- Canadian production totaled 8.588 bbf through April, down 8.8%. Output in B.C. dropped 16.2% to 3.587 bbf, while production East of the Rockies fell 2.7% to 5.001 bbf.
« Last Edit: July 24, 2019, 09:47:59 AM by Viking »

no_free_lunch

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Re: WFT - West Fraser Timber
« Reply #7 on: July 24, 2019, 10:39:54 PM »
Thanks for the post.   I still don't have a position but it's getting interesting.

I came across this. They argue for significant increases in wood frame construction for environmental reason s.

http://www.bbc.com/future/story/20190717-climate-change-wooden-architecture-concrete-global-warming

Castanza

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Re: WFT - West Fraser Timber
« Reply #8 on: November 27, 2019, 07:33:08 PM »
Lumber is up 26% since July. Potentially beginning to see the supply shock take effect. Q3 management seemed mildly optimistic that supply and demand would reach “a more balanced situation.” Q3 Lumber shipments exceeded production by 179 million board feet. Q4 results could be interesting.

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Viking

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Re: WFT - West Fraser Timber
« Reply #9 on: March 30, 2020, 03:08:43 PM »
Bought a little West Fraser today. In for an ugly couple of months perhaps year. But looking out 2 or 3 years, more houses will need to be built. With historically low interest rates it would not surprise me if home building was a growth engine in US GDP in the coming years. Stock looks cheap and they will be a survivor. Not as impressed with some of the decisions the past 2 years; clearly were too aggressive with share buybacks (at much higher prices) and their debt level is elevated compared to the past. I wonder if the current management team is average (past CEO’s were very good). I also bought A little Interfor (IFP) as they have made some solid moves over the past decade and look positioned well.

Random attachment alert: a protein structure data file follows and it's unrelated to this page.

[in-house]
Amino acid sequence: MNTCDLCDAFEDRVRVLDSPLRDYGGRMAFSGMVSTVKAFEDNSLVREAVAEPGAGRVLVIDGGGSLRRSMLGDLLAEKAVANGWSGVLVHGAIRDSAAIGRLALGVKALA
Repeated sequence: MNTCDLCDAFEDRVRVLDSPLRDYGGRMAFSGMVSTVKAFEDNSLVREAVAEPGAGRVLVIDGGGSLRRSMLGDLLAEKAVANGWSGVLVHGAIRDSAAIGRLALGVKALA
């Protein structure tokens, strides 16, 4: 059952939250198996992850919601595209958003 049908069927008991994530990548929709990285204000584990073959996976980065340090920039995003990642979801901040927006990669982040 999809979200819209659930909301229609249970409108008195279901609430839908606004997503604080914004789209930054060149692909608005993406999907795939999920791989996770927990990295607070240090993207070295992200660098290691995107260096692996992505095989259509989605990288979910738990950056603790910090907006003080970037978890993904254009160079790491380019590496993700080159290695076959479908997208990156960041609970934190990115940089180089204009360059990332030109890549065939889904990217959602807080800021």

Does anyone have an opinion of what one is better today: WFT or IFP?

PS: Western Forest Products (Vancouver Island lumber producer) had a scrap with its union last year that resulted in an 8 month strike and a severe reduction in its operations. The company got through it just fine. This tells me i am likely way over-estimating the economic impact/cost of even prolonged shutdowns (i.e. of even 6-8 months) due to the virus. Prices of forestry stocks are likely crazy cheap.

———————————————————

Some recent buyers of WFT shares

West Fraser Timber Co. Ltd. (WFT-T)

Between March 9 and March 18, billionaire businessman Jimmy Pattison steadily accumulated shares in the market. He acquired a total of 1,275,000 shares at an average price per share of approximately $33.55 for an account in which he has indirect ownership (Great Pacific Financial Services Ltd.). The cost of these purchases, not including trading fees, totaled over $42-million.

Between March 9 and March 24, president and chief operating officer Raymond Ferris invested over $278,000 in shares of the company. He bought a total of 9,250 shares at an average cost per share of roughly $30.11, increasing this account’s holdings to 35,137 shares.
« Last Edit: March 30, 2020, 03:16:56 PM by Viking »